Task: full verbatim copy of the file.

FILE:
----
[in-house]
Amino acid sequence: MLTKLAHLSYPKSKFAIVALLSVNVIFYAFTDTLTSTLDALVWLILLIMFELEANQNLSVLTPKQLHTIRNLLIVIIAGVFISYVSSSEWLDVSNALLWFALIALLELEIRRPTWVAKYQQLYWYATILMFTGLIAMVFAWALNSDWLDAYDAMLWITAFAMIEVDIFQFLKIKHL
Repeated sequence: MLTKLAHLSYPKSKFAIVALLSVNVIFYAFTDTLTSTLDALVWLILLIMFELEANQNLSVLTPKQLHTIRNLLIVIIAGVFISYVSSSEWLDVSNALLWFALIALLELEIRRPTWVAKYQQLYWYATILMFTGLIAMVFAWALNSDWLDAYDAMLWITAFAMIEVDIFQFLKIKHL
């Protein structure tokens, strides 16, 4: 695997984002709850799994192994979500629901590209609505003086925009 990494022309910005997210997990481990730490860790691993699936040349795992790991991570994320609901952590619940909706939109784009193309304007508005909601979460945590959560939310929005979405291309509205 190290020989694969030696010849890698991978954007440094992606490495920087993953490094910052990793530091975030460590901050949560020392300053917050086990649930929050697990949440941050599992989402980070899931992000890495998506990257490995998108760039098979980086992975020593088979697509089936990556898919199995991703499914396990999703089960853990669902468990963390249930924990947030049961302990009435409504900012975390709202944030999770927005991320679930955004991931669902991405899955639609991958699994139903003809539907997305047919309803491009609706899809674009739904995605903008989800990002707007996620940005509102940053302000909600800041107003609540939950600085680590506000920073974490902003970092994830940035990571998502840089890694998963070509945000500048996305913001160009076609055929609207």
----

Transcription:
[in-house]
Amino acid sequence: MLTKLAHLSYPKSKFAIVALLSVNVIFYAFTDTLTSTLDALVWLILLIMFELEANQNLSVLTPKQLHTIRNLLIVIIAGVFISYVSSSEWLDVSNALLWFALIALLELEIRRPTWVAKYQQLYWYATILMFTGLIAMVFAWALNSDWLDAYDAMLWITAFAMIEVDIFQFLKIKHL
Repeated sequence: MLTKLAHLSYPKSKFAIVALLSVNVIFYAFTDTLTSTLDALVWLILLIMFELEANQNLSVLTPKQLHTIRNLLIVIIAGVFISYVSSSEWLDVSNALLWFALIALLELEIRRPTWVAKYQQLYWYATILMFTGLIAMVFAWALNSDWLDAYDAMLWITAFAMIEVDIFQFLKIKHL
């Protein structure tokens, strides 16, 4: 695997984002709850799994192994979500629901590209609505003086925009 990494022309910005997210997990481990730490860790691993699936040349795992790991991570994320609901952590619940909706939109784009193309304007508005909601979460945590959560939310929005979405291309509205 190290020989694969030696010849890698991978954007440094992606490495920087993953490094910052990793530091975030460590901050949560020392300053917050086990649930929050697990949440941050599992989402980070899931992000890495998506990257490995998108760039098979980086992975020593088979697509089936990556898919199995991703499914396990999703089960853990669902468990963390249930924990947030049961302990009435409504900012975390709202944030999770927005991320679930955004991931669902991405899955639609991958699994139903003809539907997305047919309803491009609706899809674009739904995605903008989800990002707007996620940005509102940053302000909600800041107003609540939950600085680590506000920073974490902003970092994830940035990571998502840089890694998963070509945000500048996305913001160009076609055929609207």